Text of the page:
It's hard, this morning, not to take that line. I live in a poor, left-behind city. It is overwhelmingly working-class and has a large immigrant and first and second-generation population. Skilled jobs are increasingly rare and where they do exist, they're subsidised by a council suffering massive funding cuts, and by the European Union. The day after the EU referendum I was in leave-voting Abertawe/Swansea, where every new building bore a plaque with the EU flag marking where the money came from. I thought then, and think now, that none of the people voting Conservative or Leave will ever be the priority of an English Conservative administration. The Conservatives (much like New Labour) have idealised a working-class electorate that is racist, paranoid, selfish and bitter, thus bringing this electorate into being. They will throw them enough red meat to keep the votes flowing, while continuing to serve primarily the finance sector's insatiable demands for deregulation and an ever-smaller state. Britannia Unchained, the collection of essays by Raab and his cronies is essential reading here: it explicitly describes the British workforce as lazy and ignorant, and makes clear their belief in the abolition of the state beyond nuclear weapons and a legal system designed to protect capital. This is the world of V for Vendetta: the hedge-fund economy represented by Jacob-Rees Mogg and untethered from the rest of us will dictate policy, while an electorate that has proved it just wants things 'done' will be encouraged to look the other way by the most cynical policies Dominic Cummings (who at least is honest, in a weird way) can dream up.

The Conservative campaign made this clear: environmental collapse is upon us but a denialist party didn't bother making even the weakest statement in favour of prevention or adaptation. It treated the regulated media sector with total contempt, and the BBC responded like a beaten dog, failing in basic journalistic duties such as fact-checking. The private media did what it always does – monster a Labour Party that threatened its economic interests, while Labour ran a campaign of staggering naivety.

The Tory campaign won because it was simple. It ignored the pressing problems and blamed the rest – despite being in government for a decade – on easy targets that made no demands on an electorate that always wants to put off a reckoning. Foreigners; IRA-loving killjoys; 'liberal elites'. The genius of this is that there will always be such enemies. When Brexit is the disaster that it absolutely will be, the government will blame an EU conspiracy aided by Remainer enemies within. The world is a complicated place: Labour made the mistake of saying so, rather than pandering to the demands of an electorate that wants to be told that it has no responsibility, that everything's going to be great, that it's somebody else's fault.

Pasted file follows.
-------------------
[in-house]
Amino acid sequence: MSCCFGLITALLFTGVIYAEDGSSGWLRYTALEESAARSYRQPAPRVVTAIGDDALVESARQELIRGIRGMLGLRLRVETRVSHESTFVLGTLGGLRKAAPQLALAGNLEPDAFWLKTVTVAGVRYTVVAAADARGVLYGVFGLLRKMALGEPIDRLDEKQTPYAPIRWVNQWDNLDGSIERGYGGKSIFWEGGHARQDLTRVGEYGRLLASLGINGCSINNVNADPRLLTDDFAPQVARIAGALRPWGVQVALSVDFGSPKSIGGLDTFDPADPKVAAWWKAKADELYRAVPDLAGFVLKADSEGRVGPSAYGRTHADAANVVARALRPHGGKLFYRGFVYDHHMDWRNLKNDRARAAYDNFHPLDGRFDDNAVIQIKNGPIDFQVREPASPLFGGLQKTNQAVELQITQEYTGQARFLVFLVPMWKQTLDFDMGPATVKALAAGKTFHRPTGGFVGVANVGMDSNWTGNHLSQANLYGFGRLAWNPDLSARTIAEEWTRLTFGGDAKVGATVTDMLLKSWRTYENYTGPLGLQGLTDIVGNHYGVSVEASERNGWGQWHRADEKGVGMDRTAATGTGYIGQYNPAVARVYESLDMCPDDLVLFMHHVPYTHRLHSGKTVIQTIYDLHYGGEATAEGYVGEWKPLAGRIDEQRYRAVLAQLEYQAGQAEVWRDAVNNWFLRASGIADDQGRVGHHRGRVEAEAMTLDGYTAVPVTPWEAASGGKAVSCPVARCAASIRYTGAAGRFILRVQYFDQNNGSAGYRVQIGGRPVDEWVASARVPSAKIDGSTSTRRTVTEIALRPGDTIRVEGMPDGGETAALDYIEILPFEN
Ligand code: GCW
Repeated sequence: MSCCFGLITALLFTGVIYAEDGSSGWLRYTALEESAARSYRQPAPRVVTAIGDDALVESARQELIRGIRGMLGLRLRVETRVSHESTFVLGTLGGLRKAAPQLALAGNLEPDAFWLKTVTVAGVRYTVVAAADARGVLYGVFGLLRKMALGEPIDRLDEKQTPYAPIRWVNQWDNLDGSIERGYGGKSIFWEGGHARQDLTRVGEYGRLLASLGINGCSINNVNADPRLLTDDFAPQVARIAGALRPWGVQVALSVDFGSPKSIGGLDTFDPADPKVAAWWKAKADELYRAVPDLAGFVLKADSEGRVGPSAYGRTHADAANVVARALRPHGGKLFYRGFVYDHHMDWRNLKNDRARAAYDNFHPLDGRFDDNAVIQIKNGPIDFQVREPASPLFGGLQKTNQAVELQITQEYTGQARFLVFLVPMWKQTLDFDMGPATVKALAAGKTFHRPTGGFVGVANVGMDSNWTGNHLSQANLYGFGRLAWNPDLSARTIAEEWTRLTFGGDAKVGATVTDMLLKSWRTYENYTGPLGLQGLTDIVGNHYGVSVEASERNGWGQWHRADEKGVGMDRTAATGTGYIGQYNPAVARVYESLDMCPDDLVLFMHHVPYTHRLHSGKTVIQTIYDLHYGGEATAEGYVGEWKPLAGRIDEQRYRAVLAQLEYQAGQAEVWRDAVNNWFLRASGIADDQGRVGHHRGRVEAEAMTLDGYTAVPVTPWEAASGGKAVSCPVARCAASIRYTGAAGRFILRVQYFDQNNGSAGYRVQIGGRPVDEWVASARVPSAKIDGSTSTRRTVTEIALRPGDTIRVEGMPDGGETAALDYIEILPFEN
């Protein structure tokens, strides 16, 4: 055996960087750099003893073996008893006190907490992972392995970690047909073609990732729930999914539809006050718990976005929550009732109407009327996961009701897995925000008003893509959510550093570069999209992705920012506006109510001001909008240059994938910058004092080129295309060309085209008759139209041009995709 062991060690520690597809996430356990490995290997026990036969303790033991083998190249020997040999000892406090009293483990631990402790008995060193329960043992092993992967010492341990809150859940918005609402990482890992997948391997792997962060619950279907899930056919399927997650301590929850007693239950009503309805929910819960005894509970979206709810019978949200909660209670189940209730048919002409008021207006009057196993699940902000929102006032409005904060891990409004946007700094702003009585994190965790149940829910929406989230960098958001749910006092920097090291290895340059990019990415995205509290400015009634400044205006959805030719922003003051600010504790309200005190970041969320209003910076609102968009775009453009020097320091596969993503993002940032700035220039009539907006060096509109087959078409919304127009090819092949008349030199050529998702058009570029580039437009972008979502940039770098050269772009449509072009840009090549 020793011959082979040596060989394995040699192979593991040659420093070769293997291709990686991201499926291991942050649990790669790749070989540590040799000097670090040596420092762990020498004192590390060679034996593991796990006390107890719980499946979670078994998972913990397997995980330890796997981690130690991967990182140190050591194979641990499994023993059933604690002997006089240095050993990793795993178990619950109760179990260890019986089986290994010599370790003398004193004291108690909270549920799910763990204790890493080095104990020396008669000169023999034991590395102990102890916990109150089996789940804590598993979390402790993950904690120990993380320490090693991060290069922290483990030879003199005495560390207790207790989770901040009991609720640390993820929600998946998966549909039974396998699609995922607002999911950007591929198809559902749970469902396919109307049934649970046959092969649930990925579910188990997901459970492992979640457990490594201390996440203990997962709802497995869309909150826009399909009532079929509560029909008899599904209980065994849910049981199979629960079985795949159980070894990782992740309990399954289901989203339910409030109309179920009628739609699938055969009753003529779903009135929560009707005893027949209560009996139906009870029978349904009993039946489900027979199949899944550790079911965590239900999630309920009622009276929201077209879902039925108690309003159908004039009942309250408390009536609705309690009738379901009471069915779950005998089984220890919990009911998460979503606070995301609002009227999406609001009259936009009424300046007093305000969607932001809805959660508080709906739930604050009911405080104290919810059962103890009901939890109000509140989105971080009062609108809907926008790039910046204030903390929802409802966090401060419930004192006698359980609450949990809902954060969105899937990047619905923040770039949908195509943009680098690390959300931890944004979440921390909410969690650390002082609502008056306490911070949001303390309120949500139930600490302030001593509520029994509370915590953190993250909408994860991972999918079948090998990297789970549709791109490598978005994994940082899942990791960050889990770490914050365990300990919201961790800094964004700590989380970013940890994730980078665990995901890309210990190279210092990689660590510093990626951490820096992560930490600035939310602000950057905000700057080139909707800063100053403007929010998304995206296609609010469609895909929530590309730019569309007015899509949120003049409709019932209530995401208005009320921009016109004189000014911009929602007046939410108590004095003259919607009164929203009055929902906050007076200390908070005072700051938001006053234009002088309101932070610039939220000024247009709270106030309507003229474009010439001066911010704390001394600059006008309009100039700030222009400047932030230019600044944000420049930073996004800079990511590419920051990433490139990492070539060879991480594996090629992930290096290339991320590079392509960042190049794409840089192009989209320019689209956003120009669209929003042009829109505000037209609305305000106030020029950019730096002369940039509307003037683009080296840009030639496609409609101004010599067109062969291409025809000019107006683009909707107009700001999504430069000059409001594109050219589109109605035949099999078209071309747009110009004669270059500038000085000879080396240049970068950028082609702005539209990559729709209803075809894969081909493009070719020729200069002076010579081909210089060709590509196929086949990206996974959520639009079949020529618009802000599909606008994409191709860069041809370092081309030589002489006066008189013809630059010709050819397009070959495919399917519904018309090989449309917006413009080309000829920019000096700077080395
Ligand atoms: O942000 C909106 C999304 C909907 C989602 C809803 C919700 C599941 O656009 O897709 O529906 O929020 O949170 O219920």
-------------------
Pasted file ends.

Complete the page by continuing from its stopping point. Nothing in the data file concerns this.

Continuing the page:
Of course there are other reasons. The UK's kindergarten electoral system which prefers dramatic moments and confrontation to boring old compromise and negotiation; an entire political class which hasn't addressed deindustrialisation despite having generations in which to do so; a Labour Party balanced between right wing machine politicians with nothing inspiring or interesting to say and left wing ones who have all the answers as long as you don't start from here.

I'm left with an MP who took office having been exposed in the national press as a thief and a hypocrite. My students - some of whom voted for this outcome - are going to find that their university, their subject, their careers and their communities are not just beneath the notice of our new rulers, but the targets of scorn and hostility.

Are there any consolations? For me, yes. An Ireland peacefully united is inching closer; Scottish independence looks like really happening. Not much consolation for me, living in England and sharing the consequences with everyone else, but the self-inflicted dismemberment of the UK seems both overdue and good for the world – it's long been a rogue state, and deserves to wither away until it comes to terms with being a small, post-imperial polity with much to apologise for. However, this doesn't even start to make up for the knowledge that students, friends and neighbours don't have enough to eat now, let alone in six months' time. Being right shouldn't give anyone a warm glow, especially me.

If we thought 2010-19 was bad, buckle up and be kind to each other.

Friday, 6 December 2019

Is Widening Participation REALLY the enemy of progress?

They're wearing hats and gloves in hell this morning, for Radio Four has provoked me to stand up for my Vice-Chancellor. This is worse than when I found myself nodding in agreement with Linda Snell one dark day.

It all goes back to 4.30 a.m. yesterday, when I got up to go to a recording at my university of BBC Radio 4's alleged flagship news show, Today. 24 hours later, having got the date wrong and endured a day's mockery from my dear colleagues, I tried again.